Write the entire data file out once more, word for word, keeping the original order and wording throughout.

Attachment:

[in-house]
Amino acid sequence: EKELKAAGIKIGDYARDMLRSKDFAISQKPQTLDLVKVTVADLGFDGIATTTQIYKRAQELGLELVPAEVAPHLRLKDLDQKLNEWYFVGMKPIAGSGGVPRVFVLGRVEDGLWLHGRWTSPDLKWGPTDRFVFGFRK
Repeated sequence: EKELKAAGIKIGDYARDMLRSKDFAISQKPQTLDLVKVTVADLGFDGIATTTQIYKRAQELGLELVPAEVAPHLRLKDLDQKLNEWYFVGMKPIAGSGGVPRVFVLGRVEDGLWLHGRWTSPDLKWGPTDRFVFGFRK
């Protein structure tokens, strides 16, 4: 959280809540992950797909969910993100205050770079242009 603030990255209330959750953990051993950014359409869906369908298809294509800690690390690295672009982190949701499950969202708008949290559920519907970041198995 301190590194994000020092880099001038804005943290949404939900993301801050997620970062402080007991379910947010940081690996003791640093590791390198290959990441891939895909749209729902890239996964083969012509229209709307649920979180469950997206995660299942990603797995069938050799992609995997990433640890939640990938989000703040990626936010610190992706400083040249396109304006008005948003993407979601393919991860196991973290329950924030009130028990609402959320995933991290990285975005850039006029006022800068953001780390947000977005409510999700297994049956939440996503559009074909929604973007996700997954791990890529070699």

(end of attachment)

[in-house]
Amino acid sequence: EKELKAAGIKIGDYARDMLRSKDFAISQKPQTLDLVKVTVADLGFDGIATTTQIYKRAQELGLELVPAEVAPHLRLKDLDQKLNEWYFVGMKPIAGSGGVPRVFVLGRVEDGLWLHGRWTSPDLKWGPTDRFVFGFRK
Repeated sequence: EKELKAAGIKIGDYARDMLRSKDFAISQKPQTLDLVKVTVADLGFDGIATTTQIYKRAQELGLELVPAEVAPHLRLKDLDQKLNEWYFVGMKPIAGSGGVPRVFVLGRVEDGLWLHGRWTSPDLKWGPTDRFVFGFRK
């Protein structure tokens, strides 16, 4: 959280809540992950797909969910993100205050770079242009 603030990255209330959750953990051993950014359409869906369908298809294509800690690390690295672009982190949701499950969202708008949290559920519907970041198995 301190590194994000020092880099001038804005943290949404939900993301801050997620970062402080007991379910947010940081690996003791640093590791390198290959990441891939895909749209729902890239996964083969012509229209709307649920979180469950997206995660299942990603797995069938050799992609995997990433640890939640990938989000703040990626936010610190992706400083040249396109304006008005948003993407979601393919991860196991973290329950924030009130028990609402959320995933991290990285975005850039006029006022800068953001780390947000977005409510999700297994049956939440996503559009074909929604973007996700997954791990890529070699």